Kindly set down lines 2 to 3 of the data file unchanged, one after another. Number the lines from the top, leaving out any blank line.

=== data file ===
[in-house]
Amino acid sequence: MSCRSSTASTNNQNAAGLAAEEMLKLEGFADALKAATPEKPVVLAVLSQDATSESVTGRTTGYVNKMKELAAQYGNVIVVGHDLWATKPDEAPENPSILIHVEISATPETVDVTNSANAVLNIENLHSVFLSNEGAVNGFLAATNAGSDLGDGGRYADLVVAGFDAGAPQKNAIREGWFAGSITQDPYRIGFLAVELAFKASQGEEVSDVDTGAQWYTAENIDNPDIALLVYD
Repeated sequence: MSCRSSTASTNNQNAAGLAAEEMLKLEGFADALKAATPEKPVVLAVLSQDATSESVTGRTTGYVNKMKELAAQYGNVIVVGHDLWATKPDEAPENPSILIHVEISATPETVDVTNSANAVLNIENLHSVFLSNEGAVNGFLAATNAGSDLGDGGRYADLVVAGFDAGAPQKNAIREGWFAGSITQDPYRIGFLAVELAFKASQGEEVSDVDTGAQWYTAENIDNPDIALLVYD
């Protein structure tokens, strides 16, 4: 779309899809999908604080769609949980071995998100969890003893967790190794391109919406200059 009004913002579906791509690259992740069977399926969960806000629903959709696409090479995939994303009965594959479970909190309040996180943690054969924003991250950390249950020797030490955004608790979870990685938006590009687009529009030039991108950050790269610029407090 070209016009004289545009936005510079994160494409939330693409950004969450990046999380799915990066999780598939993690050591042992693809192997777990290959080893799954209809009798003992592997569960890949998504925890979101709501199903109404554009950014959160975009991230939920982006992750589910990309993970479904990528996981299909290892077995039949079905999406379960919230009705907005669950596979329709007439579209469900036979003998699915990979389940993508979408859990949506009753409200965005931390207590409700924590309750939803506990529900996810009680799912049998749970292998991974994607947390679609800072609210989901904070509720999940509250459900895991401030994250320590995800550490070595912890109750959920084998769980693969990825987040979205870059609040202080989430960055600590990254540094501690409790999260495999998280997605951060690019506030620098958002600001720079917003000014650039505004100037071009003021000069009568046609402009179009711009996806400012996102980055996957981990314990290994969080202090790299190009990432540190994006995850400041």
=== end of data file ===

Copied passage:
Amino acid sequence: MSCRSSTASTNNQNAAGLAAEEMLKLEGFADALKAATPEKPVVLAVLSQDATSESVTGRTTGYVNKMKELAAQYGNVIVVGHDLWATKPDEAPENPSILIHVEISATPETVDVTNSANAVLNIENLHSVFLSNEGAVNGFLAATNAGSDLGDGGRYADLVVAGFDAGAPQKNAIREGWFAGSITQDPYRIGFLAVELAFKASQGEEVSDVDTGAQWYTAENIDNPDIALLVYD
Repeated sequence: MSCRSSTASTNNQNAAGLAAEEMLKLEGFADALKAATPEKPVVLAVLSQDATSESVTGRTTGYVNKMKELAAQYGNVIVVGHDLWATKPDEAPENPSILIHVEISATPETVDVTNSANAVLNIENLHSVFLSNEGAVNGFLAATNAGSDLGDGGRYADLVVAGFDAGAPQKNAIREGWFAGSITQDPYRIGFLAVELAFKASQGEEVSDVDTGAQWYTAENIDNPDIALLVYD